I’ve often felt a slight dissonance between the world I inhabit as a clinician and the world I inhabit as part of the FOAM community. This shouldn’t be the case but the disconnect appears to persist. This is partly caused by myself, “I’m not sure anything I produce will be accepted in my workplace” and partly re-inforced by my environment, “Oh FOAM stuff! Don’t really do it. Go and talk to Damian, he’s interested in it.”
When I started as a consultant I made a conscious effort to try and avoid these stereotypes. Why can’t FOAM material be produced as part of my clinical work? So with the support of colleagues I have gone about doing this; reflected by a number of recent blogs:
As a result I’ve begun to notice a common trend in the way others have been getting involved in creating their own FOAM:
I have not based this construct in any form of theory, it’s much more back of the napkin type stuff. However I think I have taken some inspiration from Mike Cadogan (who else!) in terms of how FOAM networks have been created and also some brilliant analogy on ‘blogging’ ecosystems. I also recently came across the concept of rhizomatic learning which I think is very akin to the philosophy which has sustained the FOAM community of practice. I am hoping though those more widely read than myself will be able to apply some theory to my approach.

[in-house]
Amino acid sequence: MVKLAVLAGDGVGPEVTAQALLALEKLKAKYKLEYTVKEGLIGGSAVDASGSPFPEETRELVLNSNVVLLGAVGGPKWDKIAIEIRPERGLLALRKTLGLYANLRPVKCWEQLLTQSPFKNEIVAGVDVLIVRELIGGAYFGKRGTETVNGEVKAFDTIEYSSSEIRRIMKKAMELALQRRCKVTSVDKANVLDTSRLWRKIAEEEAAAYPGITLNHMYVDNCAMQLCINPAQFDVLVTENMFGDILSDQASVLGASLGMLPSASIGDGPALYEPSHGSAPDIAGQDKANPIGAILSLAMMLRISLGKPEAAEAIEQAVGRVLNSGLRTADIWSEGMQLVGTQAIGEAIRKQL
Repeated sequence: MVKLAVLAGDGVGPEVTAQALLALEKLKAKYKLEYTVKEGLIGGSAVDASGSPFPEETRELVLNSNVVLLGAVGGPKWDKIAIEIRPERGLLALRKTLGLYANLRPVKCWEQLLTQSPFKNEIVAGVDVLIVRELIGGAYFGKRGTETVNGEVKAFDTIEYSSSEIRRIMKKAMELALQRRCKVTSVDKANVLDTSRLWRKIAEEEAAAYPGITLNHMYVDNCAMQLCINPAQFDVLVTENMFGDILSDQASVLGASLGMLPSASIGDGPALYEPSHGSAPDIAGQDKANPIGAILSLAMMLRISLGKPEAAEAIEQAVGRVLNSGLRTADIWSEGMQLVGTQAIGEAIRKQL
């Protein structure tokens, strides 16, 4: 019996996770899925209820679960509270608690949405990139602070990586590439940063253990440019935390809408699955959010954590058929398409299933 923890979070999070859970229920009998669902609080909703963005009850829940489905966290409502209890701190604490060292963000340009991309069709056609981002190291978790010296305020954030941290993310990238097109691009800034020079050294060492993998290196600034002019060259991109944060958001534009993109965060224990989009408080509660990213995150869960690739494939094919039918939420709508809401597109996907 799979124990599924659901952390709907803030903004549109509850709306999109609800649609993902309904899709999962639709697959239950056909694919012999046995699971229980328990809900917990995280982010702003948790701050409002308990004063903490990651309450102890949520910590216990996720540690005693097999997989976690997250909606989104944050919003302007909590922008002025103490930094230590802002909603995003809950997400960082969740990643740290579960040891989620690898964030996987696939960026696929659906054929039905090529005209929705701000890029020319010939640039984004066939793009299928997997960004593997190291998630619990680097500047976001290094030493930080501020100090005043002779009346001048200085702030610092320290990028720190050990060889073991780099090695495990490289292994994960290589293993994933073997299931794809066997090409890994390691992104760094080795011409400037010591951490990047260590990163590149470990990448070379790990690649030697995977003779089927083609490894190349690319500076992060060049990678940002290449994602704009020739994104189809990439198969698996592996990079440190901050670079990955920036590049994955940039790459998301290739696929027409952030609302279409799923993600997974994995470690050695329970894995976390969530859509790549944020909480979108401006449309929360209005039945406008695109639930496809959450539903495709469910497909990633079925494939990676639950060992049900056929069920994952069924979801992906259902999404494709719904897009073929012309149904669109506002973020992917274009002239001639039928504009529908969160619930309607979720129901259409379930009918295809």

The idea is as follows:
The initial spark is formed when an individual hears a conversation or reads an article that is FOAM related (or FOAM-esque). This may need to happen a couple of times and, more often than not, is re-inforced by knowing a FOAM-ite who can explain in more detail. Often the first leap is into a social media domain (i.e twitter/google + etc.)
The interaction with social media and then through to FOAM resources often begins with ‘hoarding’ of content. The available information can feel quite overwhelming to begin with and so web-links of blogs and podcasts are saved religiously . This phase may be brief, or prolonged, and is clearly aided by good filing systems!
As confidence grows, sharing material which has been enjoyed or has resonated with the person’s own beliefs and practice, becomes more frequent. This may simply be by word of mouth (leading to increasing “curiosity” in others) or via social media channels.
Increasingly active participation in the FOAM community then leads to discussions with that community. Sharing material naturally leads onto constructive criticism of the subject. Often many of those involved in FOAM will remain at this junction of the path. However for some ‘collaborations’ with others lead to a desire to participate further…
Having immersed themselves in FOAM some will decide to then produce their own content. This may simply be in the form of a blog posting, perhaps with a “collaborator” or a review article. Increasing ease of access to recording equipment has seen ever more podcasts being released and the influence of SMACC on raising awareness of PK type presentations has led to a variety of video-cast style short talks.
The development of new FOAM material is only really the beginning as its creation gives the author deeper understanding of the advantages and limitations of the medium they have chosen. New insights lead to new understanding and increased collaboration, not only cultivating others interest, but leading to new skills sets in the individual themselves.
I have spent time pondering whether it is a path or a cycle. It probably doesn’t really matter but as always would be grateful for feedback!